- Post 25 January 2014
- Last Updated on 30 November -0001
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A high-fat diet during pregnancy has the potential to alter a baby's developing brain and increase its chances of obesity later in life, animal studies suggest.
The team at Yale School of Medicine, in the US, showed diet could change the structure of mice brains.
They argue this could explain why the children of obese parents are more likely to become grossly overweight.
Experts said the study had merit, but brain changes in humans were unproven.
Obesity can run in families and shared eating habits are a major factor.
However, there is evidence that diet during pregnancy can also influence a child's future waistline, such as through changes to DNA.
'Signal to the pup'
The latest foray into the field, published in the journal Cell, shows the structure of the brain itself may be changed.
The experiments on mice showed that mothers on a high-fat diet had pups with an altered hypothalamus, a part of the brain important for regulating metabolism.
These mouse pups were more likely to become overweight and develop type 2 diabetes than the pups of mothers given a normal diet.
One of the researchers, Prof Tamas Horvath, from Yale, told the BBC: "It could be a signal to the pup that it can grow bigger as the environment is plentiful in food.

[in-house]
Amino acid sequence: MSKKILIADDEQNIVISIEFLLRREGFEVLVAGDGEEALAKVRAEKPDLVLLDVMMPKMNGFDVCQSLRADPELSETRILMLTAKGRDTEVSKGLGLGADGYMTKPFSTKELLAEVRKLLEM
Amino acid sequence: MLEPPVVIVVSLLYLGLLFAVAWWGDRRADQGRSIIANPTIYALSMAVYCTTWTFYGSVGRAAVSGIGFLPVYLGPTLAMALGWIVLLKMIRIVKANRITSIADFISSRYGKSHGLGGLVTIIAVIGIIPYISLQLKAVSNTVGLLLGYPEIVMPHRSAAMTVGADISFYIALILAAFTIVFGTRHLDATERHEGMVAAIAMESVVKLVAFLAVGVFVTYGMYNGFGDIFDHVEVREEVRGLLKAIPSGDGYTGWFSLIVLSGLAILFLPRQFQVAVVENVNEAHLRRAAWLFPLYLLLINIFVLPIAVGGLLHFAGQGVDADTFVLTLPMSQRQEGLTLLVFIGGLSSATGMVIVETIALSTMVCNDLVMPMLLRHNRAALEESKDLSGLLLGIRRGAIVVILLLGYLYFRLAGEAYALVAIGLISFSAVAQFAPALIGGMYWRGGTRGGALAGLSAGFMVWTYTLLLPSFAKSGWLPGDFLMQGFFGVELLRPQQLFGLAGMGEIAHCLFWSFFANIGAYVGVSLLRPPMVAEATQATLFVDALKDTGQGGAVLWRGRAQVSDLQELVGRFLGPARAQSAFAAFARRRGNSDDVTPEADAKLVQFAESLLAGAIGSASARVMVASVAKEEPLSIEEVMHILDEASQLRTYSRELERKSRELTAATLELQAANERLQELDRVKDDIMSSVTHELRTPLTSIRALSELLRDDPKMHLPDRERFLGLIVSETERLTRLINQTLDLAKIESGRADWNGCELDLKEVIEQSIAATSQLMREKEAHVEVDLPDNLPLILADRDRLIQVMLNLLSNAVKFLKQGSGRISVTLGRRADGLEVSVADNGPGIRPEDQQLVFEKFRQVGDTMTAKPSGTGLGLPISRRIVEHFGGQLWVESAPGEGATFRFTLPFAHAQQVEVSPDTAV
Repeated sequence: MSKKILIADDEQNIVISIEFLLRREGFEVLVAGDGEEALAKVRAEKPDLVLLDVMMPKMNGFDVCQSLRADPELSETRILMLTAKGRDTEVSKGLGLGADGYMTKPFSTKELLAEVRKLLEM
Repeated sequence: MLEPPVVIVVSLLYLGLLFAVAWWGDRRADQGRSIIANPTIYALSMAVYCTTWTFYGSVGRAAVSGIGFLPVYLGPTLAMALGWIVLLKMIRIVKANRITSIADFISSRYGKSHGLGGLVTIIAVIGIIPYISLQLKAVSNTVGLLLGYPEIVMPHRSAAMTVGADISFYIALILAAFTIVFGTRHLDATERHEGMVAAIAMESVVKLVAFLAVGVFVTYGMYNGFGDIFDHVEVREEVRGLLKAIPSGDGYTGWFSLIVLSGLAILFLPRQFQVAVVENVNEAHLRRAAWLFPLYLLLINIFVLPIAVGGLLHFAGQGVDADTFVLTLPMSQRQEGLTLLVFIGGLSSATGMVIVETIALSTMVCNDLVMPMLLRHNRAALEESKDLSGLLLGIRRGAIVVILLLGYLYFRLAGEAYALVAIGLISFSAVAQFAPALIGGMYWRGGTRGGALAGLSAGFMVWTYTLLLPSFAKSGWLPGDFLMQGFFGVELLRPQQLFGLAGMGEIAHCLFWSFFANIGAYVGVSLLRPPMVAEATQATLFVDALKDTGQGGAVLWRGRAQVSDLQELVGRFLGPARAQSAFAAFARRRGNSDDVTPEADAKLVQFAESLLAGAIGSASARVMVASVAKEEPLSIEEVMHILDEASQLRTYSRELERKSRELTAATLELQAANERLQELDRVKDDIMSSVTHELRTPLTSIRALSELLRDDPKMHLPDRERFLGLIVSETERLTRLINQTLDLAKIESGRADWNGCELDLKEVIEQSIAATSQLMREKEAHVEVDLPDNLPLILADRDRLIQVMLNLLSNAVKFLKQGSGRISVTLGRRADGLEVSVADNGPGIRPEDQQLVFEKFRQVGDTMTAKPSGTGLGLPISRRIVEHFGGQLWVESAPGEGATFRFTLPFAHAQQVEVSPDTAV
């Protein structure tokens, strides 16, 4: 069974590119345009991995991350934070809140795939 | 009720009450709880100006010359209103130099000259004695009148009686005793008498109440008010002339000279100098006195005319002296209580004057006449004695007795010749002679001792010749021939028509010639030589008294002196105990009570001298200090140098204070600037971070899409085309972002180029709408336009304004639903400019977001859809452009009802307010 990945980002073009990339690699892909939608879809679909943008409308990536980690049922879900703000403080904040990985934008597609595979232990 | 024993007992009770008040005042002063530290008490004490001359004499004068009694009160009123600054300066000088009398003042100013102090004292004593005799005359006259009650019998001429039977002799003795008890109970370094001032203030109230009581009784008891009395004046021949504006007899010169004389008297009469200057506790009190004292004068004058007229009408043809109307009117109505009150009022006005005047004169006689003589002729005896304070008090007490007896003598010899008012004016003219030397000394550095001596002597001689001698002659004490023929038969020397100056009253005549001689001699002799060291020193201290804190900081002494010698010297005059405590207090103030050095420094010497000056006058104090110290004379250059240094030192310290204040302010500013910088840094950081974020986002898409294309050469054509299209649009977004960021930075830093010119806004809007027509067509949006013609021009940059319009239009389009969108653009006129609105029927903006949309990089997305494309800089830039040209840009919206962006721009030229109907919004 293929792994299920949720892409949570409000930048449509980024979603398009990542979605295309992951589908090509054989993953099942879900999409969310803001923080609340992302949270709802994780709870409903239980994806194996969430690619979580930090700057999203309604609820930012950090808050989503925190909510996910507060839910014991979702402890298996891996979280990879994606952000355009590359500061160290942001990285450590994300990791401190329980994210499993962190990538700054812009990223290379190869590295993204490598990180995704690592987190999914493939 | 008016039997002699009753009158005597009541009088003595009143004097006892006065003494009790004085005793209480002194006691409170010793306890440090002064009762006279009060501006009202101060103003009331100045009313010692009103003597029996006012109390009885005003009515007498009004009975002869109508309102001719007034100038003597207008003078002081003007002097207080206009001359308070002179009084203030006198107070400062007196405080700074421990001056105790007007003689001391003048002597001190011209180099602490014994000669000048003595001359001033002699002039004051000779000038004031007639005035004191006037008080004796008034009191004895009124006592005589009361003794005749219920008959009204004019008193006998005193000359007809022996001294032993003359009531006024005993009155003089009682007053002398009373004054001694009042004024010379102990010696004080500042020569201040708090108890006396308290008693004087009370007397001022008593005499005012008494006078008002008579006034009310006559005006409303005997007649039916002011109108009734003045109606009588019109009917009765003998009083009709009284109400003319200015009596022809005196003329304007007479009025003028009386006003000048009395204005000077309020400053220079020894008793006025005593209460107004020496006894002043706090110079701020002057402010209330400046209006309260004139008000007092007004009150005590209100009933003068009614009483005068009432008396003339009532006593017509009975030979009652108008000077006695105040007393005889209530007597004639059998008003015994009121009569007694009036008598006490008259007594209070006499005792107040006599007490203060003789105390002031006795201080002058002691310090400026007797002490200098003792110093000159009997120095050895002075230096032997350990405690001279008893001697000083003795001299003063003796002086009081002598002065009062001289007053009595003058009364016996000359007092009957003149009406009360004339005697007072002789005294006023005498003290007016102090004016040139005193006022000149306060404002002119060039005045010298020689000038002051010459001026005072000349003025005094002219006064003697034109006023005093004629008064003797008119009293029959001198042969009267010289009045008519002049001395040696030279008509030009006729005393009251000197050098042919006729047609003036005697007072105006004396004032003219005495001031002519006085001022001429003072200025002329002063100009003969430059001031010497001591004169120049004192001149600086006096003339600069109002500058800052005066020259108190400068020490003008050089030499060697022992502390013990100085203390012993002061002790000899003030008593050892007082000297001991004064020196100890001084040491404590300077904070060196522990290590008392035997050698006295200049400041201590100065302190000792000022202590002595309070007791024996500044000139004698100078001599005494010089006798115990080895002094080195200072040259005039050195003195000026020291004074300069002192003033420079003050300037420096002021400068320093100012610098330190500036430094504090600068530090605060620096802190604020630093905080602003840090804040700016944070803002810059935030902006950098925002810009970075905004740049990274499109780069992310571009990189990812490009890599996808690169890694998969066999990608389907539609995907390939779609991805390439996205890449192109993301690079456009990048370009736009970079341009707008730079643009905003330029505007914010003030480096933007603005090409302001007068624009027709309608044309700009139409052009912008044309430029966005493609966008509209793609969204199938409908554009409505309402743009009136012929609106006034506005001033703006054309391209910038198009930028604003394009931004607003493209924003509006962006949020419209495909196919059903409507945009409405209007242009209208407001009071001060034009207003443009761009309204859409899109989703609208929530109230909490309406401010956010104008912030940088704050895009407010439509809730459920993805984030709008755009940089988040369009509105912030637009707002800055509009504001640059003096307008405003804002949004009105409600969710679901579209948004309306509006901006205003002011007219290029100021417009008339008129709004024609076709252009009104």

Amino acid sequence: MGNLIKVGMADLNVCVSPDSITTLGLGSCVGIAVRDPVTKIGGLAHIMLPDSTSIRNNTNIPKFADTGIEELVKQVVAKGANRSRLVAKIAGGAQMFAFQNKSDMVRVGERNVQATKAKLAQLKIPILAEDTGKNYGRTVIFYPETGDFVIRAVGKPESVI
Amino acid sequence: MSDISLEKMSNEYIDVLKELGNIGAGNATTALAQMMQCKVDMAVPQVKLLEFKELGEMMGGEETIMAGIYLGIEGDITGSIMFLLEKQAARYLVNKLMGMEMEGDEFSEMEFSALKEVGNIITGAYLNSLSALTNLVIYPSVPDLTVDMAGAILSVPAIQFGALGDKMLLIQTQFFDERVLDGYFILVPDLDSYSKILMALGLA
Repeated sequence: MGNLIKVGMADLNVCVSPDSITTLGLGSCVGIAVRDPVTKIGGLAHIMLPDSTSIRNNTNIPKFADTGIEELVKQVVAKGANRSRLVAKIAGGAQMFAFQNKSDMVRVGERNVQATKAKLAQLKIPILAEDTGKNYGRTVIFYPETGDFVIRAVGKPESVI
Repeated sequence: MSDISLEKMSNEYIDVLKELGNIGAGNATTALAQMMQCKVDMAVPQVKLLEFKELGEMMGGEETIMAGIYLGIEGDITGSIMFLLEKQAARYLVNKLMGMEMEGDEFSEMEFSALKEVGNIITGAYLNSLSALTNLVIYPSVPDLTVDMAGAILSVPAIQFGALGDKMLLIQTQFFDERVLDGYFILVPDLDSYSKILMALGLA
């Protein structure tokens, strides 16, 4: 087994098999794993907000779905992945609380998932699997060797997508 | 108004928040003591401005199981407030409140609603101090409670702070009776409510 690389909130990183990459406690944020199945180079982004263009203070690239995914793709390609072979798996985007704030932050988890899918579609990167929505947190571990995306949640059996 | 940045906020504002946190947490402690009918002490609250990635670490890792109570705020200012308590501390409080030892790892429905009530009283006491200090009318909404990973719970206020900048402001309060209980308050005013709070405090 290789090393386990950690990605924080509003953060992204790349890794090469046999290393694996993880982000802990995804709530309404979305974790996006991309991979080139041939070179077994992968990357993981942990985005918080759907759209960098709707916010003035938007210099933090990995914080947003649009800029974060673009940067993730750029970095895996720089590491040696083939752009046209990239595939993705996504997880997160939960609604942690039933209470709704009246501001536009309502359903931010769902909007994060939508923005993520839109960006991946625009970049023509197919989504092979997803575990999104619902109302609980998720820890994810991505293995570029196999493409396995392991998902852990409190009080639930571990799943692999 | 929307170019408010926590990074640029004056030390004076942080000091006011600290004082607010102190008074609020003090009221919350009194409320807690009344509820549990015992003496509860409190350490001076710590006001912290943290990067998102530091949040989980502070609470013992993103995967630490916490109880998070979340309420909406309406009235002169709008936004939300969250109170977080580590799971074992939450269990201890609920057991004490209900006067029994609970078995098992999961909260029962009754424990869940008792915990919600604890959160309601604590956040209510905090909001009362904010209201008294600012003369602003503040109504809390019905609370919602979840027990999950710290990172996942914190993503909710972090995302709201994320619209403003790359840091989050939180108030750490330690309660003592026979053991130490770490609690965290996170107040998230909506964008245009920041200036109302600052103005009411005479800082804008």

"We definitely believe these are fundamental biological processes also affecting humans and influencing how children may eventually become obese.
"It seems, at least, that this could have a major impact and we need to explore it further in both animal and human studies."
He says a healthy diet during pregnancy may help to break the cycle of obese parents having obese children.
Commenting on the findings, Dr Graham Burdge, from the University of Southampton, told the BBC: "Twenty years of research shows nutrition in early life has lasting effects on cardiovascular disease, obesity, osteoporosis and some cancers. It's extremely well established.
"This is an intriguing technical advance showing neurological circuits are being changed, which hasn't been shown before."
He said the "concept fits in well with the data" but pointed out there were key differences in the way mice and people process fat, so the same might not be happening in pregnant women.
He added: "Much of what we know about the process comes from animals. The next big thing is to establish the same mechanisms operate in humans and if we can modify that."
For now he advises parents to "have a healthy balanced diet and ensure the diet of your child is balanced as well".